Across his various roles, Blake is committed to a socially responsible research agenda, a student-centered philosophy of teaching, and service work that privileges diversity and inclusivity. His work has appeared in Narrative, Race, and Ethnicity in the Americas and in New Directions for Teaching and Learning. He is currently working on his first book project—Black Soldiers of the First World War: Performance, Recognition, and Literary Representation—which engages both the service and the circulating images of black soldiers from the start of the twentieth century to the eve of the Second World War and argues that black soldiers as literary characters provided a narrative vehicle for negotiating the tangled meanings of race, patriotism, and citizenship.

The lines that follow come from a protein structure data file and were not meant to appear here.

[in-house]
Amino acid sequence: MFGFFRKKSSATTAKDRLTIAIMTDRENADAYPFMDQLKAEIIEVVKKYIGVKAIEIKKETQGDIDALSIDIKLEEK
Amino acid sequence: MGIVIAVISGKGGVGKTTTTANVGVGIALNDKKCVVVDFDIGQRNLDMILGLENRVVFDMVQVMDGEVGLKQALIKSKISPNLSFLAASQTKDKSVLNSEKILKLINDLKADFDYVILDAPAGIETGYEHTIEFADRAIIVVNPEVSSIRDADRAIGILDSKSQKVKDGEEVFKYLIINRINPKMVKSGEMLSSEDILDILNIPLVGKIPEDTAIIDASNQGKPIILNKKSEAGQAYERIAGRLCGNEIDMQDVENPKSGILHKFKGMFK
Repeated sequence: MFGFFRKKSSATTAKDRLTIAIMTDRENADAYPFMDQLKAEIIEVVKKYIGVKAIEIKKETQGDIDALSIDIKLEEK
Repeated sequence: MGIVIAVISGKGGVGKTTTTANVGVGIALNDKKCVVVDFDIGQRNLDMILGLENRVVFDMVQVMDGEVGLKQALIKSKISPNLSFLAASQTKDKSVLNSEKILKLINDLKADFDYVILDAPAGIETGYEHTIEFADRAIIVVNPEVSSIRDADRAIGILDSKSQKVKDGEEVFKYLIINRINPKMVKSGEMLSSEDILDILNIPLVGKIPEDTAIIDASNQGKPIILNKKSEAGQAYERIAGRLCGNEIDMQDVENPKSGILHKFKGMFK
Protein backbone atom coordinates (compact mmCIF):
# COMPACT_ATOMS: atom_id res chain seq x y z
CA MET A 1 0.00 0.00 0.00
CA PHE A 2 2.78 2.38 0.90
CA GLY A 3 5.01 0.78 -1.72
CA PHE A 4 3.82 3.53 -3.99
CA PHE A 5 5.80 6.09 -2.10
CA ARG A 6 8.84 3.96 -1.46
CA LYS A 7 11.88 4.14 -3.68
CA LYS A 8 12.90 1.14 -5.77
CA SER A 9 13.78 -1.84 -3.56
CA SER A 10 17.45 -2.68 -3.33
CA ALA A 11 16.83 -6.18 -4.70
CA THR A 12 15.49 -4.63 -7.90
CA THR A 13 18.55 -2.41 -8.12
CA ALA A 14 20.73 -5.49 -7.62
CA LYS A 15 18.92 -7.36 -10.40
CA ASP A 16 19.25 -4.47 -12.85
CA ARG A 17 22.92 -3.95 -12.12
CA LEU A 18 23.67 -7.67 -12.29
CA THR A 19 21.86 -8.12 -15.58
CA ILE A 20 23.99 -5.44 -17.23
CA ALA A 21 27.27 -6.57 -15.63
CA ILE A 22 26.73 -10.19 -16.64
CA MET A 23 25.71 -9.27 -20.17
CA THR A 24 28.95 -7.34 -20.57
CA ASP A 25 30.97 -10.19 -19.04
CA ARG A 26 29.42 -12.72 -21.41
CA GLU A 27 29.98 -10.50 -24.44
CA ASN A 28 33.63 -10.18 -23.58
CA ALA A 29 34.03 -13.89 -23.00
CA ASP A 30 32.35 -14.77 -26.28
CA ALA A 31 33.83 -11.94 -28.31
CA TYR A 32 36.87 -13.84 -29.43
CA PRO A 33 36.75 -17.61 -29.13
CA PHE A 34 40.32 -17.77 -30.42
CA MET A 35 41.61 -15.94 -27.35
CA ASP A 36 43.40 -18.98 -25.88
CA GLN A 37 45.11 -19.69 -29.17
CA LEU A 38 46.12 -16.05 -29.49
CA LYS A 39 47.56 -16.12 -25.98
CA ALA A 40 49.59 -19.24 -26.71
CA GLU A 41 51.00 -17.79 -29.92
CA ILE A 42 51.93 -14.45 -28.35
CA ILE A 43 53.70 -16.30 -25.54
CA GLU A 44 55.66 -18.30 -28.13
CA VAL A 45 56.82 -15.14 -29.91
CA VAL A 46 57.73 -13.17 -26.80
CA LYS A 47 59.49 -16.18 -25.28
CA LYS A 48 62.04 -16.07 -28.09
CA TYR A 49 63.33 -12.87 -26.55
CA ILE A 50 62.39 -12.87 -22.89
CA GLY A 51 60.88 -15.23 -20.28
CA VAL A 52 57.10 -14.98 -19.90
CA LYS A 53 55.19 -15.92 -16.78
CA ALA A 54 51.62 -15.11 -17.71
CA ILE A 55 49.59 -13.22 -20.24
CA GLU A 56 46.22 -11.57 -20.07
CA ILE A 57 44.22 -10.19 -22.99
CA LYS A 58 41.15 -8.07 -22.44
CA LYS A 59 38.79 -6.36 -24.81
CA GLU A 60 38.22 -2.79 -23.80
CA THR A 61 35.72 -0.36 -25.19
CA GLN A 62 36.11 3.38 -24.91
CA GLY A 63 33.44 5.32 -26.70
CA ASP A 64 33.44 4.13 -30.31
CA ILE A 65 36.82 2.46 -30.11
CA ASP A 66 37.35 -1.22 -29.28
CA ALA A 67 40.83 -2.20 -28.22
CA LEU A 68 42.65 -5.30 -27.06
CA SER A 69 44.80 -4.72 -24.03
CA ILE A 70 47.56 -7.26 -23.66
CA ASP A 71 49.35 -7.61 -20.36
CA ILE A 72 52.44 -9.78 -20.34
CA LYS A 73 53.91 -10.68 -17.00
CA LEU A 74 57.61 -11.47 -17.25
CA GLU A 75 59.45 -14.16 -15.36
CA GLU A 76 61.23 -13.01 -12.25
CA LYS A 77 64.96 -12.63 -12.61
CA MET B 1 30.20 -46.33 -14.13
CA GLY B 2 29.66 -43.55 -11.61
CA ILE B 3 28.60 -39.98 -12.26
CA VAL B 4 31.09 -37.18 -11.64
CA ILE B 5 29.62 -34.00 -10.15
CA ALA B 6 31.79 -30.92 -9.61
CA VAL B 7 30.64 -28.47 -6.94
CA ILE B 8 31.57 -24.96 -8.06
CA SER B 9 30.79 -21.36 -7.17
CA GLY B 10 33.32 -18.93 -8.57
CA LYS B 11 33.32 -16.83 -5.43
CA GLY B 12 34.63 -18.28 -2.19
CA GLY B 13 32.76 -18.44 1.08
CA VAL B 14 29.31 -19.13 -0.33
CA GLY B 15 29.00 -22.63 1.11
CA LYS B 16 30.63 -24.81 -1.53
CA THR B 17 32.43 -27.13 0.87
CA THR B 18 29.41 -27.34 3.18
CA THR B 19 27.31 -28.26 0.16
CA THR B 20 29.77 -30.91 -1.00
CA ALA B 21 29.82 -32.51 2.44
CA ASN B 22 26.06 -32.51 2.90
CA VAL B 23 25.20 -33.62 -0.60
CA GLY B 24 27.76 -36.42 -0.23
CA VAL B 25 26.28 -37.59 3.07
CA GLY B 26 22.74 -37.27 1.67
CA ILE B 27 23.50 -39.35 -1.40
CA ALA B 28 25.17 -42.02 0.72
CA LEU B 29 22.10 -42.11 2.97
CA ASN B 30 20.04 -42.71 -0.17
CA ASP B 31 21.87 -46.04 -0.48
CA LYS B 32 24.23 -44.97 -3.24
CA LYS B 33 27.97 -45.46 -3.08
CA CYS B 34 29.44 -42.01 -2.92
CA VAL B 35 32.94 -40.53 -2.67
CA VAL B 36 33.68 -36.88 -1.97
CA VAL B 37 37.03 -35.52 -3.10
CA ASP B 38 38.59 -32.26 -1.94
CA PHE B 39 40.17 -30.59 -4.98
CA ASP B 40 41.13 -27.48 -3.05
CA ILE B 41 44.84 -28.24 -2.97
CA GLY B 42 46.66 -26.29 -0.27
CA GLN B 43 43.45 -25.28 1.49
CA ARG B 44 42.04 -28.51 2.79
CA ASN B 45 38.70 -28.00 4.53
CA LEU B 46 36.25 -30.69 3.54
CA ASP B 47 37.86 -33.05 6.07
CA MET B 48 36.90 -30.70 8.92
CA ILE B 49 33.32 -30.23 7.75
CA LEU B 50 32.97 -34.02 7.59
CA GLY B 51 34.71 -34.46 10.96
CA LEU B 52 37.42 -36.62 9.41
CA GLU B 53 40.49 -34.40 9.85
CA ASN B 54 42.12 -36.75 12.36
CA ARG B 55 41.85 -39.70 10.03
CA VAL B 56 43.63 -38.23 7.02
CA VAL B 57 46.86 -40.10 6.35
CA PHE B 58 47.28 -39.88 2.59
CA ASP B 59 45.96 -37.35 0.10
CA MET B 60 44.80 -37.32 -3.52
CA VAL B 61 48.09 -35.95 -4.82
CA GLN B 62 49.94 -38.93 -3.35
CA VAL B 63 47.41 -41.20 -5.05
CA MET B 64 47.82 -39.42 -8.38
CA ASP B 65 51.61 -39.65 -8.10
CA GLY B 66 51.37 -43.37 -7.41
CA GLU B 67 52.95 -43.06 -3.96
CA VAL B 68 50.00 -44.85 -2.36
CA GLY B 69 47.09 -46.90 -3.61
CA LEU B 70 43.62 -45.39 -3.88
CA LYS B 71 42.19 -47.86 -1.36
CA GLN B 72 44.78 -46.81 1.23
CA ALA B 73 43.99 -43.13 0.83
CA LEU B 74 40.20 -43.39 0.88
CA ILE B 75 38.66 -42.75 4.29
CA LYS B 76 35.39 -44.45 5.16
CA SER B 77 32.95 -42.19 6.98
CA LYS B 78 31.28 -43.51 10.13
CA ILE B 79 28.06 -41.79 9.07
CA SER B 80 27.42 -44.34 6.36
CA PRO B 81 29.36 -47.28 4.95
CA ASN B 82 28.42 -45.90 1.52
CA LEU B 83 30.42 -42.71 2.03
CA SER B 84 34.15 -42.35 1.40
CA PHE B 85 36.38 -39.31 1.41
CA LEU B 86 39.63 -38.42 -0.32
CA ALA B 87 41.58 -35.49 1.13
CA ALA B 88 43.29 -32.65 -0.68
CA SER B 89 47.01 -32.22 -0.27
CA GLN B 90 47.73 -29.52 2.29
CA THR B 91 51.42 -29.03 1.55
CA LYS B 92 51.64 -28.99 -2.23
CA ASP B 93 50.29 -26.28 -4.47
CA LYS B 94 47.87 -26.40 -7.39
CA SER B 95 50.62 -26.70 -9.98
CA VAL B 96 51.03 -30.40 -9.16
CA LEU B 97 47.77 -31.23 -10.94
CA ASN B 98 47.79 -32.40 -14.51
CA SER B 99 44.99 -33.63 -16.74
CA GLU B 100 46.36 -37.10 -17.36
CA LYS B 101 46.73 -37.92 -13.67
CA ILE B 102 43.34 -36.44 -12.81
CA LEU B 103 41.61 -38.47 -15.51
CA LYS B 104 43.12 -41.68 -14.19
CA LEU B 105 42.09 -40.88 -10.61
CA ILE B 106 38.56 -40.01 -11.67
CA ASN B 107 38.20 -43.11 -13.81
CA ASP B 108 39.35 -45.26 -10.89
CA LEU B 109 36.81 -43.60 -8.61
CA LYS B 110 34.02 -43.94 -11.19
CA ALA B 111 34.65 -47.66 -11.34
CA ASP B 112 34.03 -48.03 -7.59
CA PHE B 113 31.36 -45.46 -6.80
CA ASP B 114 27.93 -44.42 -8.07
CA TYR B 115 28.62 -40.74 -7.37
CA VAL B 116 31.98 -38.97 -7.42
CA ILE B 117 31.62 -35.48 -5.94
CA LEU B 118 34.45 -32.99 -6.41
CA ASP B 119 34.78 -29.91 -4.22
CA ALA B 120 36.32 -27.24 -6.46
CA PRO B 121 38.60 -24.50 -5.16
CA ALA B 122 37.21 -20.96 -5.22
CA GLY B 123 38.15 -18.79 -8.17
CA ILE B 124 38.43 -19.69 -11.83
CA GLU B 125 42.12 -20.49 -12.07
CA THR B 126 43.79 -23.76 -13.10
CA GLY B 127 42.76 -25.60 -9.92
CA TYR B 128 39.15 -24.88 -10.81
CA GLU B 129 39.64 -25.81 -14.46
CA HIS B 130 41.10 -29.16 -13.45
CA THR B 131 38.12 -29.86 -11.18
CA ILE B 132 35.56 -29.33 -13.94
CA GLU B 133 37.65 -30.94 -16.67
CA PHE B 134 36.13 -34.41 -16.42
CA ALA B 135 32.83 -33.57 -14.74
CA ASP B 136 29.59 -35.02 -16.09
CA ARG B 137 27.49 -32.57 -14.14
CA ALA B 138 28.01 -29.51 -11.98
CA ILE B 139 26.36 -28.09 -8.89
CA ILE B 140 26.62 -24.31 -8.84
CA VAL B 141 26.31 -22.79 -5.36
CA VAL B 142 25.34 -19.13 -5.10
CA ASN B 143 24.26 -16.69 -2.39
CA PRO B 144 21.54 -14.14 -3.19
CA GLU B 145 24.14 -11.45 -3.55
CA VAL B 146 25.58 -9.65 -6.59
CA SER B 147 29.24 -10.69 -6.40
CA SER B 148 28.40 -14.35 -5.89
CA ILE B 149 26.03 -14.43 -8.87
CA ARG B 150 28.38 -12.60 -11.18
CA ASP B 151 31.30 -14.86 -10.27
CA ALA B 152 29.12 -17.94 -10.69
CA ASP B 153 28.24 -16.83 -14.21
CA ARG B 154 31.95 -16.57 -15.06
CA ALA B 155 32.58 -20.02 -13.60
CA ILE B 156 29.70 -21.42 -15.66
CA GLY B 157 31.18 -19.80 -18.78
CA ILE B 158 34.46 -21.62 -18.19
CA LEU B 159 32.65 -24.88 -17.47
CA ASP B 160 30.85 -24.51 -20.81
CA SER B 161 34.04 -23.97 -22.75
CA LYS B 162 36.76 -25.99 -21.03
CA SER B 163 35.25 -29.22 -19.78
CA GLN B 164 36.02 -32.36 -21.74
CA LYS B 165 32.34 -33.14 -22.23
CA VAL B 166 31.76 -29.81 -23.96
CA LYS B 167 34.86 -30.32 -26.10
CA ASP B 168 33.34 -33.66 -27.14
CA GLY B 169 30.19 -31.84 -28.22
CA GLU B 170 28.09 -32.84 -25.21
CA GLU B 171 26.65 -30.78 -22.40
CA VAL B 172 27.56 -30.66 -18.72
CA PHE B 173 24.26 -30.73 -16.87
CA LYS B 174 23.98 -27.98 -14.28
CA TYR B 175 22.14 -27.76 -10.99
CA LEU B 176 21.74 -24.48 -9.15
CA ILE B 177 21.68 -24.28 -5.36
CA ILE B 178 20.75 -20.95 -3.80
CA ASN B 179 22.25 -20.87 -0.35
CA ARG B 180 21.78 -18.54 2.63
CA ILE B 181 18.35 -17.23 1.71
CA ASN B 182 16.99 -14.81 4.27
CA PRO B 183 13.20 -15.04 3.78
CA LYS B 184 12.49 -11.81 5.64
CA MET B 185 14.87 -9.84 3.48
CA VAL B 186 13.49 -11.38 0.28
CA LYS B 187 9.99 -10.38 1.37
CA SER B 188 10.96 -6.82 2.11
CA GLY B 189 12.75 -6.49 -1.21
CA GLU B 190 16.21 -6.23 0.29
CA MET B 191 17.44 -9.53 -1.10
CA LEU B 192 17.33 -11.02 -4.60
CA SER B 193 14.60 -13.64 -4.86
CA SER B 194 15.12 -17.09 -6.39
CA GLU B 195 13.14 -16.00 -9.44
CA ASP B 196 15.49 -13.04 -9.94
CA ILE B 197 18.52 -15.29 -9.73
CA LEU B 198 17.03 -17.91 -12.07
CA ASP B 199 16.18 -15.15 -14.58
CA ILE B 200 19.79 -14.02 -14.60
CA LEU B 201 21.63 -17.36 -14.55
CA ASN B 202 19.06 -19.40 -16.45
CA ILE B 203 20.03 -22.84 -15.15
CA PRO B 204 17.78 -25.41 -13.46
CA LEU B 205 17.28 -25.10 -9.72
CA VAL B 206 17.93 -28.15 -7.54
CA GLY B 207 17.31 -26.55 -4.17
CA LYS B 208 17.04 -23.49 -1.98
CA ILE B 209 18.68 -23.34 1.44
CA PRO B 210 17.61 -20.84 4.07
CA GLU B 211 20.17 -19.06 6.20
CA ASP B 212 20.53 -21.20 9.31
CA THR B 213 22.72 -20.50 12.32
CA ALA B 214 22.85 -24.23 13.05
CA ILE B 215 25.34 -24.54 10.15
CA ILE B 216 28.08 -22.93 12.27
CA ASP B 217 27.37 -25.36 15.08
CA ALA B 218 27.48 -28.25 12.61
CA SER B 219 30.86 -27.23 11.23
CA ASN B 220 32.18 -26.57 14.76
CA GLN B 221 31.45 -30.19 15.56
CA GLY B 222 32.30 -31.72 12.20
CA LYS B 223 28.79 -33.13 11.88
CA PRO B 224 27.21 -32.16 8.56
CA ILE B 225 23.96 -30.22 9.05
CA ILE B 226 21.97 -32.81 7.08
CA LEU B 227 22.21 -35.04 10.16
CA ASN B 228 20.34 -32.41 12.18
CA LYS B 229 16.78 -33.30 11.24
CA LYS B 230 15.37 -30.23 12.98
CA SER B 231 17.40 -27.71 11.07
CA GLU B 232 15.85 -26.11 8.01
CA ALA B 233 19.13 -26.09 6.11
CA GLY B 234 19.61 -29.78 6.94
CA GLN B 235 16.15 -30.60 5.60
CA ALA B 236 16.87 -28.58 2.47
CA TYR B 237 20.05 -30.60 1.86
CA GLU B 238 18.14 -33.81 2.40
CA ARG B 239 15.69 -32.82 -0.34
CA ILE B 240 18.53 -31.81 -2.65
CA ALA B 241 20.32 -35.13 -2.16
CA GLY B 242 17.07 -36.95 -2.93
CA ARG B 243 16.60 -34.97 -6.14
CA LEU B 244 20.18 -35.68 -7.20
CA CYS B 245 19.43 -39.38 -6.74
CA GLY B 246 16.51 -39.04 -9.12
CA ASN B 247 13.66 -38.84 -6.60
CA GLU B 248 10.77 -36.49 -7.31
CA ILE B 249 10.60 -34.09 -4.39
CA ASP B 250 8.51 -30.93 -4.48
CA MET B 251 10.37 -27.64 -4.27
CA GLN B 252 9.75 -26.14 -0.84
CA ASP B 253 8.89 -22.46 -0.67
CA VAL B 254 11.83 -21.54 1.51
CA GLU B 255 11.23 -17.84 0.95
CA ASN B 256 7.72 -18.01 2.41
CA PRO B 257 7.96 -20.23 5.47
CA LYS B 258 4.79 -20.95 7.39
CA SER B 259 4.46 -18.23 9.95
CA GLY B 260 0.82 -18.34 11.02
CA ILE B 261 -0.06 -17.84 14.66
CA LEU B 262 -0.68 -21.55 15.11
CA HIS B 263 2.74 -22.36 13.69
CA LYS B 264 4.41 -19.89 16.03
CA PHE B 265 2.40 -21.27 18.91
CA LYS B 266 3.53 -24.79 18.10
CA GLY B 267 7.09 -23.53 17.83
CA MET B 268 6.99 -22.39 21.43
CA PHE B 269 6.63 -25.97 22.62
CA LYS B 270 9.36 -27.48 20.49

Majoring in History and English (with a creative writing concentration), Blake earned a bachelor’s at Oberlin College, where he was inspired by the socially progressive view of learning and labor. At North Carolina State University, Blake acquired a master’s degree and began a research agenda centered on race, masculinity, and violence. At Ohio State, Blake developed a robust interdisciplinary methodology as he earned his doctorate. In addition to teaching at Ohio State, Blake also worked at the Center for the Teaching and Study of Writing and the University Center for the Advancement of Teaching, garnering a range of strategies for supporting the work of education across the spaces of the university.